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Wading Through the Acqua Alta
There are two ways to get anywhere in Venice: walking and by water. Occasionally you walk through water, when falling barometers, southeasterly winds, and even a full moon may exacerbate normally higher fall and spring tides. The result is acqua alta—flooding in the lowest parts of town, especially Piazza San Marco. It generally occurs in late fall and, to a lesser extent, in spring, and lasts a few hours until the tide recedes.
Venetians handle the high waters with aplomb, donning waders and erecting temporary walkways, but they're well aware of the damage caused by the flooding and the threat it poses to their city. The Moses Project, underwater gates that would close off the lagoon when high tides threaten, is nearing completion. These works may, however, cause their own ecological problems, since the strong tides are useful in cleansing the waters of the canals and lagoon. Another proposed solution is to build a deep-water port for the giant cruise ships that dock near Stazione Marittima during the summer. This will better protect the ecology of the lagoon, but will also severely curtail the current easy access these passengers have to the city. Both projects represent a much-debated response to an emotionally charged problem, particularly after the historic tide in December 2008.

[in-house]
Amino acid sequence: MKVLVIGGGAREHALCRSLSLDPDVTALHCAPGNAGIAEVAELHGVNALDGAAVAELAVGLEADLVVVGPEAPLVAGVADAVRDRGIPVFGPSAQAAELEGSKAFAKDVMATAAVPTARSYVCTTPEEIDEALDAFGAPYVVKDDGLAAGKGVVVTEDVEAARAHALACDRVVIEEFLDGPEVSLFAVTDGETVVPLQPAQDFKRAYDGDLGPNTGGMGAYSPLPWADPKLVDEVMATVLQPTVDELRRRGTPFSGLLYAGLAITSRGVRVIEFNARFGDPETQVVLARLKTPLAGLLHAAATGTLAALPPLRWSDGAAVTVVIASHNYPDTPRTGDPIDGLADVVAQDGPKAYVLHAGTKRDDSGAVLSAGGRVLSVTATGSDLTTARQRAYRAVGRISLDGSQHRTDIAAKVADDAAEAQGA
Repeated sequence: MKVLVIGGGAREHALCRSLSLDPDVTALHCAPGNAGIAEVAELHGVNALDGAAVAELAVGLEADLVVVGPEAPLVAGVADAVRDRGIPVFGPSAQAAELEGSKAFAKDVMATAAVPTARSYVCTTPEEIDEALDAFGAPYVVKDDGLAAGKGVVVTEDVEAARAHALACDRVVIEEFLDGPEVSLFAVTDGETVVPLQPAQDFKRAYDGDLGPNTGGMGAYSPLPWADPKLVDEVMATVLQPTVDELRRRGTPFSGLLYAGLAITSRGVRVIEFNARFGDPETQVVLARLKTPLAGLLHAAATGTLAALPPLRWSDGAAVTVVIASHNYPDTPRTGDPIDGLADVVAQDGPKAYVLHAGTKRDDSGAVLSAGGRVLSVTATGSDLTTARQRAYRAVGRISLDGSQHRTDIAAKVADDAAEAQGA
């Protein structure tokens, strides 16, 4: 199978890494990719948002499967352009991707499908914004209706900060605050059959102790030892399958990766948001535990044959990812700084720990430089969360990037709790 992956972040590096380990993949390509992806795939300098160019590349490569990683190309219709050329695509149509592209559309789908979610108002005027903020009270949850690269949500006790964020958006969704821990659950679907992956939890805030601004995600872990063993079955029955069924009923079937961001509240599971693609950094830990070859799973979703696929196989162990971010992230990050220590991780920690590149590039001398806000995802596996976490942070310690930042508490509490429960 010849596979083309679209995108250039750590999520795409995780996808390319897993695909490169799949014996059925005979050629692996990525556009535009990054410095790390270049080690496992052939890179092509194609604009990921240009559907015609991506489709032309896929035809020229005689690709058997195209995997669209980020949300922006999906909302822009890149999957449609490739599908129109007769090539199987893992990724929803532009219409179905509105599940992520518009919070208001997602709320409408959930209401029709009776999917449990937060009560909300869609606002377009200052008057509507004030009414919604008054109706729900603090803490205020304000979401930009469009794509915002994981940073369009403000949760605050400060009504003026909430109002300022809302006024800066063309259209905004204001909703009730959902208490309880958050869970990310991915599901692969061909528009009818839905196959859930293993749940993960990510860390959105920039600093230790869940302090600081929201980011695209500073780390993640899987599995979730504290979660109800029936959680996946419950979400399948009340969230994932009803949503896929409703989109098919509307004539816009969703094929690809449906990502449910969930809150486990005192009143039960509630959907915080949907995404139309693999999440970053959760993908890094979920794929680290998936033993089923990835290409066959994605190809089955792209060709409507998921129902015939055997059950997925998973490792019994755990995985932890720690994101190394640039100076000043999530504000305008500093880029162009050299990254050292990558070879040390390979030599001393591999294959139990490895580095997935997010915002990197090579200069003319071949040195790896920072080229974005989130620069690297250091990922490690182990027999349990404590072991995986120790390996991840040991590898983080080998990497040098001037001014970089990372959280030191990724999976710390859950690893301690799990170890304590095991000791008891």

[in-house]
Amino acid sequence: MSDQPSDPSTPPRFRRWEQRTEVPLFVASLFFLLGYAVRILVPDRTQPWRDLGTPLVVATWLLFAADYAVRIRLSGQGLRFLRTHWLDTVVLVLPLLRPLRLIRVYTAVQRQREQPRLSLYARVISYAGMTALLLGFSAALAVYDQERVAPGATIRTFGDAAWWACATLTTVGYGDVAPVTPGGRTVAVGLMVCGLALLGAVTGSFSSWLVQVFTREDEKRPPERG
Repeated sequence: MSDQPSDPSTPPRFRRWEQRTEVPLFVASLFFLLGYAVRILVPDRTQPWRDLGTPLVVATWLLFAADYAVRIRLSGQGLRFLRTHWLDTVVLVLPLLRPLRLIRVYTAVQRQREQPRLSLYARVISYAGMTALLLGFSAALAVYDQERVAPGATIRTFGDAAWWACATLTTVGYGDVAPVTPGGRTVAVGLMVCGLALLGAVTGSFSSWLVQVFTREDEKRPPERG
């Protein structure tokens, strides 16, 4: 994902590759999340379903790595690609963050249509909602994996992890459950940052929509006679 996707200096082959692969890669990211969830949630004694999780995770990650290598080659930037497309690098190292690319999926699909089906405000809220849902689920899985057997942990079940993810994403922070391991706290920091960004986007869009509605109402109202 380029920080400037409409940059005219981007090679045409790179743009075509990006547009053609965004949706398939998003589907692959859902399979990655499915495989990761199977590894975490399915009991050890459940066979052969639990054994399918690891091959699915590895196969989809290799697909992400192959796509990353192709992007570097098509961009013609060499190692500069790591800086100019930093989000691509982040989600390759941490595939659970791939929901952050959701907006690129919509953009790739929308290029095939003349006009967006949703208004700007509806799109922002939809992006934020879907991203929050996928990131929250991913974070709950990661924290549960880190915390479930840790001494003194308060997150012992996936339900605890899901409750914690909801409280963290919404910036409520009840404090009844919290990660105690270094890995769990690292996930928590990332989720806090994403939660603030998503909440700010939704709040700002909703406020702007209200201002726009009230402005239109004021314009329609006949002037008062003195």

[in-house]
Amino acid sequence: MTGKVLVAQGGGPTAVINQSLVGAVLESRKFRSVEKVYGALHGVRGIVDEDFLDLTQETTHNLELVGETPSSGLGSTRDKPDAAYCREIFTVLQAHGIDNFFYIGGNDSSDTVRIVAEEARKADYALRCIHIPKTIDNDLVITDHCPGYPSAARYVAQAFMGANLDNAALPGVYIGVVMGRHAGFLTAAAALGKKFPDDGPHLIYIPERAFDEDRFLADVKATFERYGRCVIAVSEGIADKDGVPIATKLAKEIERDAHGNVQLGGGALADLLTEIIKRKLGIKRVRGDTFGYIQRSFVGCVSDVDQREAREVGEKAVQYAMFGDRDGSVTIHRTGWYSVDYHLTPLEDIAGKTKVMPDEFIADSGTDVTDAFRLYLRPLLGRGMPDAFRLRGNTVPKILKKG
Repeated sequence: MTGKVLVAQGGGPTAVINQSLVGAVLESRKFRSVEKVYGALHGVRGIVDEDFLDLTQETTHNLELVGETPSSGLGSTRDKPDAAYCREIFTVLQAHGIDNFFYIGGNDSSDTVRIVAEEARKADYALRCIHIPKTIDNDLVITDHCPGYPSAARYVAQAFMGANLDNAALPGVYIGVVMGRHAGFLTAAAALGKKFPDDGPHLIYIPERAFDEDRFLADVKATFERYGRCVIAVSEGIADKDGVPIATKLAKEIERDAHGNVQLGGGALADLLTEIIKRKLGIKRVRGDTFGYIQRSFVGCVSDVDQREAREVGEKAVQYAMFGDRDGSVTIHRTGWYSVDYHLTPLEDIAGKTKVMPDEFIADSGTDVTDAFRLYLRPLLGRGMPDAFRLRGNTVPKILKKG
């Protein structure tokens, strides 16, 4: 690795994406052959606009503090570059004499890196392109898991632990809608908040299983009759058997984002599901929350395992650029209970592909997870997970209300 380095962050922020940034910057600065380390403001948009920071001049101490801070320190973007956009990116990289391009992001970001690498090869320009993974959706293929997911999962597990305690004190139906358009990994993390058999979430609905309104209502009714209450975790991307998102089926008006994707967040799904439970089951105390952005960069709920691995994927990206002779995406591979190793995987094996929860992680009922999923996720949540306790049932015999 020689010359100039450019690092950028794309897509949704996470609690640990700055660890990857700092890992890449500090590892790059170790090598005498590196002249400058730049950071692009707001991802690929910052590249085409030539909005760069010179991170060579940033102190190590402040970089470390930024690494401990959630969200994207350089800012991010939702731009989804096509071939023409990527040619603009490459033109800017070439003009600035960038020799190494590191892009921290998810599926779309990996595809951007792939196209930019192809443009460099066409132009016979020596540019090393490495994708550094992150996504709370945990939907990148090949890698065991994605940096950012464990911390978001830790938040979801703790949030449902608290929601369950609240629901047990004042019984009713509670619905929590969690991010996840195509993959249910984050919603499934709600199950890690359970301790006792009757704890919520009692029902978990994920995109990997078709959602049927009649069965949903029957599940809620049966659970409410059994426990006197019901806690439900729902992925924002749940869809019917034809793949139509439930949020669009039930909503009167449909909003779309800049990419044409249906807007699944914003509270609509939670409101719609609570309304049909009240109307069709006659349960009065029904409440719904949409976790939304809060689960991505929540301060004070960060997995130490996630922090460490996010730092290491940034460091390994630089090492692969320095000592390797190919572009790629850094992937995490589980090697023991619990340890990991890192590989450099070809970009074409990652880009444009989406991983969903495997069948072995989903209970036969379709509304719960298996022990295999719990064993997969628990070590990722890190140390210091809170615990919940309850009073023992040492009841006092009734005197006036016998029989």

How to protect Venice from high tides—aggravated by the deep channels dug to accommodate oil tankers and cruise ships, as well as the lagoon-altering wave action caused by the gargantuan cruise ships—is among the city's most contentious issues.
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